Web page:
Ms. Rossiter claimed the breast cancer could have been diagnosed earlier if she was referred to a Breast Clinic in 2014 by Dr. Donlon; she further claimed that Dr. Donlon had carried out an inadequate examination and had failed to carry out a breast examination in 2014.

Dr. Donlon’s evidence was that a breast examination was offered but this was declined, and she asserted that Ms. Rossiter agreed with her on the day that there was no lump present. Ms. Rossiter denied Dr. Donlon told her to return if there was a recurrence of the lump and she claimed that the lump persisted after the September 2014 consultation.

It was clear from the evidence of both parties that there were important conflicts of evidence on a number of points as to what was said at the September 2014 consultation. The Court preferred Dr. Donlon’s evidence on most heads, however, because she had made notes at the time of the consultation and these notes were preferred to the memory recall of Ms. Rossiter.

Dr. Donlon’s notes stated, “declined breast exam”. If the Court was to accept Ms. Rossiter’s evidence over the notes of Dr. Donlon it would meant that this note was a lie and added after the fact. This would be an extremely serious finding for the court to arrive at against a doctor and, furthermore, Ms. Rossiter’s legal team did not make this allegation or put this proposition to Dr. Donlon during cross-examination.

Expert medical evidence was produced by both sides as to the rate of tumour growth in an attempt to arrive at the likely size of the tumour in 2014. The evidence of Dr. Donlon’s expert witness was preferred and, on that basis, it was estimated that the size of the tumour in September 2014 would have been .6cm in size which is below the threshold size of 1 cm to have been discoverable on palpation by a GP at that time.

Negligence?

Mr. Justice Barr had to look at two questions when deciding whether Dr. Donlon was negligent or not:

  1. Should Dr. Donlon have insisted more strongly that Ms. Rossiter attend for a breast examination when it was declined?
  2. Should Dr. Donlon have arranged a review appointment at a later date?

It was decided that where both doctor and patient disagreed about the presence of a lump a further consultation should have been scheduled; however, in this case there was agreement that there was no lump and, therefore, no need to arrange a further consultation.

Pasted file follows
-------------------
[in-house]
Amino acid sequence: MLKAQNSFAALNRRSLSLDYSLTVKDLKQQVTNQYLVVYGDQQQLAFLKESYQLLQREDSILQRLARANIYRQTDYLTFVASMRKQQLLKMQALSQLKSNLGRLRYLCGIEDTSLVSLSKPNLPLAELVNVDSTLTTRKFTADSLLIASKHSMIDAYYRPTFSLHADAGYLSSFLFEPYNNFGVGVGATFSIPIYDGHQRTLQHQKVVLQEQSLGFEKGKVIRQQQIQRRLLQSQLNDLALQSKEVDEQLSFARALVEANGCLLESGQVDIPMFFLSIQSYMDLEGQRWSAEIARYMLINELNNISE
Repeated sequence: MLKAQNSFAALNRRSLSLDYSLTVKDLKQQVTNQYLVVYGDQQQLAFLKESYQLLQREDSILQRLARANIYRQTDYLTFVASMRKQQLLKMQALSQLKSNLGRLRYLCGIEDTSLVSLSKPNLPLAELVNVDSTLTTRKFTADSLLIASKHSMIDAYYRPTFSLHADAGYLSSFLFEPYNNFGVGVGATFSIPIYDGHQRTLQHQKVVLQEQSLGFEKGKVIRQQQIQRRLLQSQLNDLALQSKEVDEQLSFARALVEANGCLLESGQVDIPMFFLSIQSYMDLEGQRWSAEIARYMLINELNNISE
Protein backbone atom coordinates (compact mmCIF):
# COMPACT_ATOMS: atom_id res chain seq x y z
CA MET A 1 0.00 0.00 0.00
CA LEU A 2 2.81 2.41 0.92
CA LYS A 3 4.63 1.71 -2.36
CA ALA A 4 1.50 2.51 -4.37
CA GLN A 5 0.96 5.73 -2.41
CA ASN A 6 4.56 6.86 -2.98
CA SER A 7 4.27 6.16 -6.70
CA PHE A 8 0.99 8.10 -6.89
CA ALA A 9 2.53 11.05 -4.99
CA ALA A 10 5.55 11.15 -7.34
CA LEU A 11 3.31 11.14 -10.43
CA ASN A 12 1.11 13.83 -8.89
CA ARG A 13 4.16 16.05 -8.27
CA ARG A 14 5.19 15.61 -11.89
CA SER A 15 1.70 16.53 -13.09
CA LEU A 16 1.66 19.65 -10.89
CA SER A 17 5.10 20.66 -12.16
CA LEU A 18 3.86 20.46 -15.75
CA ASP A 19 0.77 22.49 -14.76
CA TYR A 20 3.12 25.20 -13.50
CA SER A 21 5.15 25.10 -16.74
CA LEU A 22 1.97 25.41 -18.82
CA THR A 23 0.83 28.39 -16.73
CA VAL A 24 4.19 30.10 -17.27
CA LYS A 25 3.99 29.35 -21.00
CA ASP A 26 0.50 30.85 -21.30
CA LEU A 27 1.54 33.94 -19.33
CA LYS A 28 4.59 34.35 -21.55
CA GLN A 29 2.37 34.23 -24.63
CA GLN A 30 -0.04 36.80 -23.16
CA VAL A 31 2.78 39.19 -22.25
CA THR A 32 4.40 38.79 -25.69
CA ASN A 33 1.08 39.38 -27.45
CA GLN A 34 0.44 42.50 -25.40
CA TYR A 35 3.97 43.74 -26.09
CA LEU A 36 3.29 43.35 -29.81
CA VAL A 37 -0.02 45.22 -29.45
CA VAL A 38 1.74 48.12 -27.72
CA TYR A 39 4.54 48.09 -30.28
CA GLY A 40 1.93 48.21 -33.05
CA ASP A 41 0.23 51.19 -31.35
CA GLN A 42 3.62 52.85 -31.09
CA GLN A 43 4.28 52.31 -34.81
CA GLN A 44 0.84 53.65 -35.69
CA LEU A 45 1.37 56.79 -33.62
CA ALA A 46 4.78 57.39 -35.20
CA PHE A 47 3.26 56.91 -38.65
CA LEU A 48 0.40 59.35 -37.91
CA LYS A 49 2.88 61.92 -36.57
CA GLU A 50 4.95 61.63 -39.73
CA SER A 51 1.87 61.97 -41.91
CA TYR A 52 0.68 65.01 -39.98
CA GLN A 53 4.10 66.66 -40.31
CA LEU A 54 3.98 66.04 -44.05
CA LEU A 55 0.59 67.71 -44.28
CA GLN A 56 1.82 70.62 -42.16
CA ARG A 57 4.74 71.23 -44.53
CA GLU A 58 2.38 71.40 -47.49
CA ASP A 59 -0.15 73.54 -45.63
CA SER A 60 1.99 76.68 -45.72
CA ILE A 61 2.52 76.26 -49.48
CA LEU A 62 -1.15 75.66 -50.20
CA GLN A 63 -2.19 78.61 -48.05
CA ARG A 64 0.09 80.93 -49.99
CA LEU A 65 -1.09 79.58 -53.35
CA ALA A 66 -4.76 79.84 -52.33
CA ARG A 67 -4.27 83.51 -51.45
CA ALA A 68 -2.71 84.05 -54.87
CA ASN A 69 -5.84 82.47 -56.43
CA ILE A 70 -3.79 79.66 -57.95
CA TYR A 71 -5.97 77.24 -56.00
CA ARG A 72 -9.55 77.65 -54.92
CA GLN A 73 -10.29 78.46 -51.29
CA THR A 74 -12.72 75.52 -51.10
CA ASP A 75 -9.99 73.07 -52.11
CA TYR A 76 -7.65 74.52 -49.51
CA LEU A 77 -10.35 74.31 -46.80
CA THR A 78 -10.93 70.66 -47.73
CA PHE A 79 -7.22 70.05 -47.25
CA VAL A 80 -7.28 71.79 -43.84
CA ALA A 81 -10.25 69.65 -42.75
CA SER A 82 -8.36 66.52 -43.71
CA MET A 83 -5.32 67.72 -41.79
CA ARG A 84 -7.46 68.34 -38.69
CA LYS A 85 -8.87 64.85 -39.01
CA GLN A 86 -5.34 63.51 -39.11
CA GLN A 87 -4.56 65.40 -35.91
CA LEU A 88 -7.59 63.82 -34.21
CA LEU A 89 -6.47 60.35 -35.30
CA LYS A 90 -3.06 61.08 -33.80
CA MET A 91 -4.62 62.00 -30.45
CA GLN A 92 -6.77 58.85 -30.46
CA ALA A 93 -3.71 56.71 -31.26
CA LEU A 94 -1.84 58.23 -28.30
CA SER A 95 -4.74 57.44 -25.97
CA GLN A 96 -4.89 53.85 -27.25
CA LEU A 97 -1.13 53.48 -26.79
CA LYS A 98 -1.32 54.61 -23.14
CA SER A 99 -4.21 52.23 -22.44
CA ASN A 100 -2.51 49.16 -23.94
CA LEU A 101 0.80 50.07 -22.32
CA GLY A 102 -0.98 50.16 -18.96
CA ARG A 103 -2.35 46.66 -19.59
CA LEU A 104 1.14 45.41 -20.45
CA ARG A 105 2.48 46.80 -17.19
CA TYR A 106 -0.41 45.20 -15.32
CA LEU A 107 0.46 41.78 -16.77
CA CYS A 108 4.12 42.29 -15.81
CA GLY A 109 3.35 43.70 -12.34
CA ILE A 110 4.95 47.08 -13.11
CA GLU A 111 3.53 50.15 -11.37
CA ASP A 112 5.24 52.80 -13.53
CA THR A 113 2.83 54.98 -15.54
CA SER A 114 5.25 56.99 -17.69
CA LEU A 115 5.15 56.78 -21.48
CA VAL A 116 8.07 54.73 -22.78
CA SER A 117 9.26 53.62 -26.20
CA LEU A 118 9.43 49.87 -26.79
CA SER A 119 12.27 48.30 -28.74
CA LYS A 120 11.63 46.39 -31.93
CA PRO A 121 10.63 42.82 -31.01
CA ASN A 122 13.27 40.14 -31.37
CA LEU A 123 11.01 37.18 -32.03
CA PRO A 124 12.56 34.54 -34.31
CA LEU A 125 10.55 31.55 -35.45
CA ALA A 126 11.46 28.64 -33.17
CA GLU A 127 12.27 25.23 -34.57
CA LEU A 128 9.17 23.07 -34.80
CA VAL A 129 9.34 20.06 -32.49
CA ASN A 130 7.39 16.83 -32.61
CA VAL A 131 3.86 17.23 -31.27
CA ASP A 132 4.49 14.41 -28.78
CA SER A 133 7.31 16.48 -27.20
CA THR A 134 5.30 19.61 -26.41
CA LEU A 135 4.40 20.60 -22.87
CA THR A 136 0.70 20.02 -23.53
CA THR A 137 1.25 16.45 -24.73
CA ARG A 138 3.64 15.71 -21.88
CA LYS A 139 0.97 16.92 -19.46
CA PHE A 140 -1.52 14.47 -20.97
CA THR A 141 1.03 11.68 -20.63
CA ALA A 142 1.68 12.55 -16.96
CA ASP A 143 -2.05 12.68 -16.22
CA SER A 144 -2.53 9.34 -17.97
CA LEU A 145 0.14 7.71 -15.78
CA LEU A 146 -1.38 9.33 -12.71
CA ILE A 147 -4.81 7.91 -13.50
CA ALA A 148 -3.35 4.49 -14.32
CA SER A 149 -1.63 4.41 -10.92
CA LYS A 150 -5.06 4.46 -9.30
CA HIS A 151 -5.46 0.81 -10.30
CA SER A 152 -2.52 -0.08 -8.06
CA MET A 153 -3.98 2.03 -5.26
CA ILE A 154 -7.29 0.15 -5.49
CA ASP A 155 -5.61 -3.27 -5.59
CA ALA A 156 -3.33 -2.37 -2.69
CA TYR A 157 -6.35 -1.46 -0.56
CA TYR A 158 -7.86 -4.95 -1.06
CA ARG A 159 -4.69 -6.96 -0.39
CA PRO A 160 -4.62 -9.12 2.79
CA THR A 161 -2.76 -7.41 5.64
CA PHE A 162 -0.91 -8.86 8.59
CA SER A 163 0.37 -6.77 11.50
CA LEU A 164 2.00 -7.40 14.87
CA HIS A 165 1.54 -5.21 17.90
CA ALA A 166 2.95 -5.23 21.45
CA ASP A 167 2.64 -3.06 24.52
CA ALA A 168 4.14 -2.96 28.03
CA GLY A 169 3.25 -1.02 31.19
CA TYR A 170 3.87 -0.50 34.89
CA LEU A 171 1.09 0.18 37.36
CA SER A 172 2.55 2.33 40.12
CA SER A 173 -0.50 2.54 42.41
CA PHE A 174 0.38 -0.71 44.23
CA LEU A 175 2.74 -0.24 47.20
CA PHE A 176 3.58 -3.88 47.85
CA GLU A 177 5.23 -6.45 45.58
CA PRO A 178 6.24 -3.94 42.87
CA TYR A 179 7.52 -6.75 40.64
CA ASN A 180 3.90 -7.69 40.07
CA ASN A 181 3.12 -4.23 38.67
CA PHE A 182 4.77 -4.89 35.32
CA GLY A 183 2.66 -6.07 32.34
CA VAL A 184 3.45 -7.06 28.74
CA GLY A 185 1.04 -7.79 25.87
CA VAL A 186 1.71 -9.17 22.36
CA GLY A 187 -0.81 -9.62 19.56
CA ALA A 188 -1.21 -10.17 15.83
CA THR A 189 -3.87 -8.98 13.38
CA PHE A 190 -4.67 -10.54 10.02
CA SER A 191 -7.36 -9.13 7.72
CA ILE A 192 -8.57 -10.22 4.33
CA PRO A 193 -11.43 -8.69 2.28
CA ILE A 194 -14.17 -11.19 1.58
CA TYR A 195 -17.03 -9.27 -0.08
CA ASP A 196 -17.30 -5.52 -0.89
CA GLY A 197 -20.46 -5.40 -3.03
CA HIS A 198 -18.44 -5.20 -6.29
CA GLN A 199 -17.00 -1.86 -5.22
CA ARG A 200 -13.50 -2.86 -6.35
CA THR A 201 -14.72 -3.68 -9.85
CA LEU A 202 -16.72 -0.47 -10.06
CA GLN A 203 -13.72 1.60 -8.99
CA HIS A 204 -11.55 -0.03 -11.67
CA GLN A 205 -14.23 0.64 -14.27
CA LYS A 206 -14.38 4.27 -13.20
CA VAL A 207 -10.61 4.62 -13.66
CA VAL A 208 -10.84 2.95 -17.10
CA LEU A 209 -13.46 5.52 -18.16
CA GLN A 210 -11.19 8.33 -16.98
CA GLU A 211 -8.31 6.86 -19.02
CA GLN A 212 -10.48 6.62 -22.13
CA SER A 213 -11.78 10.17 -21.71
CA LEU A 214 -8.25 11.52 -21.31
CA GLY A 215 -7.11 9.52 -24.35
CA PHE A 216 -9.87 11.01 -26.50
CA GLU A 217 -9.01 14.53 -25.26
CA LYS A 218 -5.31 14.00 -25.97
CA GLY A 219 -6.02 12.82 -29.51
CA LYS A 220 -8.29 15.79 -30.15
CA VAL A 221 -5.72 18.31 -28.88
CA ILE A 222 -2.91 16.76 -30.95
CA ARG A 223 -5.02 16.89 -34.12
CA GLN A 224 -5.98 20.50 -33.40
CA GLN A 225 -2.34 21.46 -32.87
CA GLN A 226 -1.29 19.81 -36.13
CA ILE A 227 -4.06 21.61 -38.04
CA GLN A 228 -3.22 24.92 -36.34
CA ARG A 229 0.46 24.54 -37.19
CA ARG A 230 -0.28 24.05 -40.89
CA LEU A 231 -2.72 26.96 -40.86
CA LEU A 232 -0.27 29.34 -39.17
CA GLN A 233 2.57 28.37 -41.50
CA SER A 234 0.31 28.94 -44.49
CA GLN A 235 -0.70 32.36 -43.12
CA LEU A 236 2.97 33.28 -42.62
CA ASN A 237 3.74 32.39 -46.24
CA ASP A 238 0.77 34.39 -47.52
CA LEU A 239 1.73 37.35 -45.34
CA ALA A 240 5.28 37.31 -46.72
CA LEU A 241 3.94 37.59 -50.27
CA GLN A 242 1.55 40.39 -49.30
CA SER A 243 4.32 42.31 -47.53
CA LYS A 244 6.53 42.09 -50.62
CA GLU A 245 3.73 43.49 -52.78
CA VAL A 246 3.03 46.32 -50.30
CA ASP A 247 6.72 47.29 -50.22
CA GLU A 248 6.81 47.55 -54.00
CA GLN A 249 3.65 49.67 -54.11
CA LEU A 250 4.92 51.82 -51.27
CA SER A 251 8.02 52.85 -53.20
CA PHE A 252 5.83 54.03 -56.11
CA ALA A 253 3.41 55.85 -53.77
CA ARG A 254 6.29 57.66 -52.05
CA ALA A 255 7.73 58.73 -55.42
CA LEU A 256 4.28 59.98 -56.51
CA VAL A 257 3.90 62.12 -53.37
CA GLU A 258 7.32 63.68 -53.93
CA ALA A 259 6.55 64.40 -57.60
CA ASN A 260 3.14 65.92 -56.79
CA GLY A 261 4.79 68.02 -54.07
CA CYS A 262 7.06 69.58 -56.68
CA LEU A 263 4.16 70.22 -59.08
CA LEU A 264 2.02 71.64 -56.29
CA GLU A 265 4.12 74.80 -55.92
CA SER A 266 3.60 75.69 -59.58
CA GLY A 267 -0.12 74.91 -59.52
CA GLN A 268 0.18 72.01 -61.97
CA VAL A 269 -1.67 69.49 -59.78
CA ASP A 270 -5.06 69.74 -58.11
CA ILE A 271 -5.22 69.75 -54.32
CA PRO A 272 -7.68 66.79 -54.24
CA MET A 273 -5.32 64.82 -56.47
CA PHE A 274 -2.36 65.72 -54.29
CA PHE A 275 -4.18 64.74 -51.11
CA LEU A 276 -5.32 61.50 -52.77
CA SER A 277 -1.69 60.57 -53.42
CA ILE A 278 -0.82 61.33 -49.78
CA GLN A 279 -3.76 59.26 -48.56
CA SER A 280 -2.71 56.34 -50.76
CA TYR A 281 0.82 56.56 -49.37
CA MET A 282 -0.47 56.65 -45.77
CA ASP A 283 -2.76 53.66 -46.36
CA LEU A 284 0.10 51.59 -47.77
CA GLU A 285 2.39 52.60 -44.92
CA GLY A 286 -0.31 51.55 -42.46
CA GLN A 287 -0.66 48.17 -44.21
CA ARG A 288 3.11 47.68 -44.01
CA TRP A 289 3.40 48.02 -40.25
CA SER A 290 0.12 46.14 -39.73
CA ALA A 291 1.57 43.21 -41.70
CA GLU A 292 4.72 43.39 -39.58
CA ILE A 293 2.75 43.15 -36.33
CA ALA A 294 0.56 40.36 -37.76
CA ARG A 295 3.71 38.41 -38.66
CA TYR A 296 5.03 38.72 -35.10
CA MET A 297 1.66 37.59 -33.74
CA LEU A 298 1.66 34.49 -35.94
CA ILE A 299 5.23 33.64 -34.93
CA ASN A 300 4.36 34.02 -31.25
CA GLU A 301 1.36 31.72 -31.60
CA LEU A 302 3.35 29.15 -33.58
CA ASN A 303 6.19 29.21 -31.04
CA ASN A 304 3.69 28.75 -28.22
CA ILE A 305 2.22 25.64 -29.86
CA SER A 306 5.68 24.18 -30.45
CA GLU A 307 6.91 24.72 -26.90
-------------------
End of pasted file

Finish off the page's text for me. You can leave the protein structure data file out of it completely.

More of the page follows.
Mr. Justice Barr also found that even if Dr. Donlon was negligent in failing to refer Ms. Rossiter for a breast exam in 2014 this failure did not lead to any loss or injury.

He also held that, having regard to the rate of growth of the tumour from 2014 to 2016 when it was discovered, it would not have been detectable in September 2014 due to its small size.

Read the full decision here: Rossiter v Donlon [2019] IEHC 105

The High Court Affidavit of Verification In Personal Injury and Defamation Actions

affidavit of verification

An affidavit of verification is required in the High Court to verify assertions or facts alleged in personal injury actions and defamation proceedings. It is to verify a pleading or replies to a request for further information and is required pursuant to section 14 of the Civil Liability and Courts Act, 2004 in personal injury actions, and pursuant to section 8 of Defamation Act, 2009.

A copy is served on the party who is being served with the pleading or replies to further information.

(4) An affidavit under this section shall be lodged in court not later than—

(a) 21 days after the service of the pleading concerned or such longer period as the court may direct or the parties may agree, or

(b) in the case of a requirement to which subsection (8)(b) applies, 7 days before the date fixed for the trial of the personal injuries action concerned. (Section 14 Civil Liability and Courts Act 2004).

The form it should take is as follows:

AFFIDAVIT OF VERIFICATION

O. 1A, r. 10

THE HIGH COURT

20…. No……
Between A.B., …………….. Plaintiff,

and C.D., …………. Defendant.

I, AB, ……………….. of …………………. , the (plaintiff, defendant or state other capacity or authority) in the above-entitled proceedings, aged eighteen years and upwards MAKE OATH and say as follows:

1. I beg to refer to the contents of the (personal injuries summons, defence, reply, further information etc. – as the case may be) delivered herein on behalf of the (plaintiff/ defendant) on the ….. day of ………….. 20 …. *[upon which this affidavit is endorsed] *[and upon a true copy of which marked “A” I have signed my name prior to the swearing hereof].

2. The assertions, allegations and information contained in the said (personal injuries summons, etc.) which are within my own knowledge are true. I honestly believe that the assertions, allegations and information contained in the said (personal injuries summons, etc.) which are not within my own knowledge are true.